Many lawmakers voiced disapproval of the decision. Senator John Cornyn (R-TX) said that “The Obama administration needs to make immigration reform and border security a priority. … It’s time for the federal government to step up and do its job.” (Roll Call, July 29, 2010). Arizona Senators John McCain and Jon Kyl released a joint statement: “We are deeply disappointed in the court’s ruling today and disagree with the court’s opinion that the Arizona’s law will unduly ‘burden’ the enforcement of federal immigration law. Instead of wasting tax payer resources filing a lawsuit against Arizona and complaining that the law would be burdensome, the Obama Administration should have focused its efforts on working with Congress to provide the necessary resources to support the state in its efforts to act where the Federal government has failed to take responsibility.” (McCain/Kyl Press Release, July 28, 2010).
Back in Arizona, state Attorney General Terry Goddard, who hopes to be Governor Brewer’s Democratic opponent in the November election, was quick to announce his reaction on Twitter: “Jan Brewer played politics with immigration, and she lost.” (The New York Times, July 29, 2010). But Brewer believes she and the people of Arizona will not lose this important battle in the end, stating, “This fight is far from over. In fact, it is just the beginning, and at the end of what is certain to be a long legal struggle, Arizona will prevail in its right to protect our citizens.” (Brewer Press Release, July 28, 2010). Governor Brewer and her legal team have already filed an expedited appeal with the Ninth Circuit Court of Appeals, asking that the injunction issued by Judge Bolton be lifted. (Brewer Press Release, July 29, 2010). “America is not going to sit back and allow the ongoing federal failures to continue. We are a nation of laws and we believe they need to be enforced. If the federal government wants to be in charge of illegal immigration and they want no help from states, it then needs to do its job. Arizona would not be faced with this problem if the federal government honored its responsibilities.” Id.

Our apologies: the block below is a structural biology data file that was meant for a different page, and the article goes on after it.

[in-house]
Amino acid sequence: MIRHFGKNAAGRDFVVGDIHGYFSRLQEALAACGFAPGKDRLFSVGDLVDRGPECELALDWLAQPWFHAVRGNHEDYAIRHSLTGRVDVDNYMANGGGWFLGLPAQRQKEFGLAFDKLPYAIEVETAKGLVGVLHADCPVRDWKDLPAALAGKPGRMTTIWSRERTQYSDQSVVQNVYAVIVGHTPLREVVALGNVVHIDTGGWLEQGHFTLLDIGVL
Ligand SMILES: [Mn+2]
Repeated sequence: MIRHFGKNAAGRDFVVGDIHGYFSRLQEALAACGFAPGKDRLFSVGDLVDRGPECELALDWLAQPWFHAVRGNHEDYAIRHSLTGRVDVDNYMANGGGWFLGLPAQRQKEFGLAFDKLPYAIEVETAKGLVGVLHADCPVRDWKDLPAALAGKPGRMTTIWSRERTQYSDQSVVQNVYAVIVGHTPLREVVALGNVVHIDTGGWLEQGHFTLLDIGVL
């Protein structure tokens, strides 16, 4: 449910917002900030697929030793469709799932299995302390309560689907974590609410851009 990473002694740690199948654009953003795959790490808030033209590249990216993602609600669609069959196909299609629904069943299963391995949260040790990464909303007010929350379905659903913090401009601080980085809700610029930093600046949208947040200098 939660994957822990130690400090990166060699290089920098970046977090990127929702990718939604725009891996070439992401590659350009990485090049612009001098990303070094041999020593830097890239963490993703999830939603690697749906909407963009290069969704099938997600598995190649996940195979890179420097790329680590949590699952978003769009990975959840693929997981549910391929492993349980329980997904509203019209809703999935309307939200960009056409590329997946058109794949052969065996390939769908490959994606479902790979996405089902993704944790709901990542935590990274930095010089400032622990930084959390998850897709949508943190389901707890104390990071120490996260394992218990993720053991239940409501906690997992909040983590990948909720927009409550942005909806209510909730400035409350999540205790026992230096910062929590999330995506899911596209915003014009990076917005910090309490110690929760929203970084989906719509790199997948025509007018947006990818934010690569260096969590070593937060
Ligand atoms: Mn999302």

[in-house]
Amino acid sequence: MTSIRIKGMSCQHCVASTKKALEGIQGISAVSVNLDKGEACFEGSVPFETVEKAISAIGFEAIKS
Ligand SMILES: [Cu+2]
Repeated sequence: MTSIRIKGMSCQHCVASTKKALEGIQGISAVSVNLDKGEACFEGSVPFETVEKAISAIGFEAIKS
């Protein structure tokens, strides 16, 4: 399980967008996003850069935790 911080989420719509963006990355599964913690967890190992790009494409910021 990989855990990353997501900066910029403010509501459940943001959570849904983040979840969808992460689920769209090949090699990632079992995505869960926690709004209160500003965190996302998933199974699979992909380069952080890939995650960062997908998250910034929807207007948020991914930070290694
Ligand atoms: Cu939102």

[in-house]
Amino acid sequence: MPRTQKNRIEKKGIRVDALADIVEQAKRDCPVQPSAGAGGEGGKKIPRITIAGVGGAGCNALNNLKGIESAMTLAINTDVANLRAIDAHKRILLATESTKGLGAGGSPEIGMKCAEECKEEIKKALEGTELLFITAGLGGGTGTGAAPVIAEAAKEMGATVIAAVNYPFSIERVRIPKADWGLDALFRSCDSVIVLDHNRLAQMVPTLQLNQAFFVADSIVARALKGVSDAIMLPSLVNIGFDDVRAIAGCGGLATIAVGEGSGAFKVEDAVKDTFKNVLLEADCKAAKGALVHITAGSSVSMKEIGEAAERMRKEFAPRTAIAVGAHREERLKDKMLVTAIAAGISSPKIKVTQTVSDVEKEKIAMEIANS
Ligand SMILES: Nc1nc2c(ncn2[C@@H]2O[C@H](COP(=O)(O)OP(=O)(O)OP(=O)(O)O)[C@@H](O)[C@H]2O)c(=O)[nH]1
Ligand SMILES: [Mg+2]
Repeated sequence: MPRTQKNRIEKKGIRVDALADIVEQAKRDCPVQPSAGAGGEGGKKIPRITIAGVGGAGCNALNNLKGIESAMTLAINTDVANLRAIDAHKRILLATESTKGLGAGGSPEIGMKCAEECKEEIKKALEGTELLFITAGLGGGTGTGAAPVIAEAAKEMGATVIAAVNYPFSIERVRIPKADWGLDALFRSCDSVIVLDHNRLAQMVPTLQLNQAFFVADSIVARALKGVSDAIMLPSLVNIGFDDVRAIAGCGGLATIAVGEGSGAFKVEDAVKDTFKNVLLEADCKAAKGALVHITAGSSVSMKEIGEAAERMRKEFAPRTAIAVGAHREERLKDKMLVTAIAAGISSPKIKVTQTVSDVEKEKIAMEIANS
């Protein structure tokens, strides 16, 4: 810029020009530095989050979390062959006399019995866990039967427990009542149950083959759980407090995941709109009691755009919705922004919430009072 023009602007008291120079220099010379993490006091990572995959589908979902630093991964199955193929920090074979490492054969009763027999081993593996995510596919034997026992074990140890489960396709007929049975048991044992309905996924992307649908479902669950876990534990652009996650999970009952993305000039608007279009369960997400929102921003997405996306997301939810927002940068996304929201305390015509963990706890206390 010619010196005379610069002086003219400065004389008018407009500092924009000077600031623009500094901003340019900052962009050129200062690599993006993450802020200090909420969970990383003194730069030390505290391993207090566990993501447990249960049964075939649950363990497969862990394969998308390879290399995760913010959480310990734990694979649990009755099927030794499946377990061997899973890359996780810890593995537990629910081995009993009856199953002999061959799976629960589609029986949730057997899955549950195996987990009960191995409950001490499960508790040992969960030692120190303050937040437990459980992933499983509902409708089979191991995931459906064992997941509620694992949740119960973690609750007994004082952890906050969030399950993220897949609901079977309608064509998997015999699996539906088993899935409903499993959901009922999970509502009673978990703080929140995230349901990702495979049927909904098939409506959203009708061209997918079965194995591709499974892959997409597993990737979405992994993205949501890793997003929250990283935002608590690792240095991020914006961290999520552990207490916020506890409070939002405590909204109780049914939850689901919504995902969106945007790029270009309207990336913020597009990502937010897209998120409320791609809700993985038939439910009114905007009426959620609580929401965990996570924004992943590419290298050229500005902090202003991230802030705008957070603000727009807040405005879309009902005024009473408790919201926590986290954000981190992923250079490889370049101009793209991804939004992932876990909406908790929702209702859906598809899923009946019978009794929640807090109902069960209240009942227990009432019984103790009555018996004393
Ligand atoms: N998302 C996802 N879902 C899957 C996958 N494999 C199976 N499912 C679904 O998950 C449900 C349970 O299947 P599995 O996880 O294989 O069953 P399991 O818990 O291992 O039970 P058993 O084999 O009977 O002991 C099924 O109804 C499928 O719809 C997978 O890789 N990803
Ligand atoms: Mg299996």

Approximately 24 hours before Arizona’s new immigration enforcement law was scheduled to take effect, the House passed a supplemental spending bill which would appropriate an additional $701 million for increased border security measures along the southern border. (H.R. 5875). The bill was passed by a voice vote after being fast tracked through the House by motions to suspend normal rules of floor debate and amendments. This bill appropriates more funding for Border and Customs Protection Officers, Border Patrol agents, operation bases and fencing infrastructure, and expanded activities and operations of ICE and the Department of Justice along the southern border including:
- $208.4 million for 1,200 additional Border Patrol agents to be deployed between ports of entry along the Southwest border;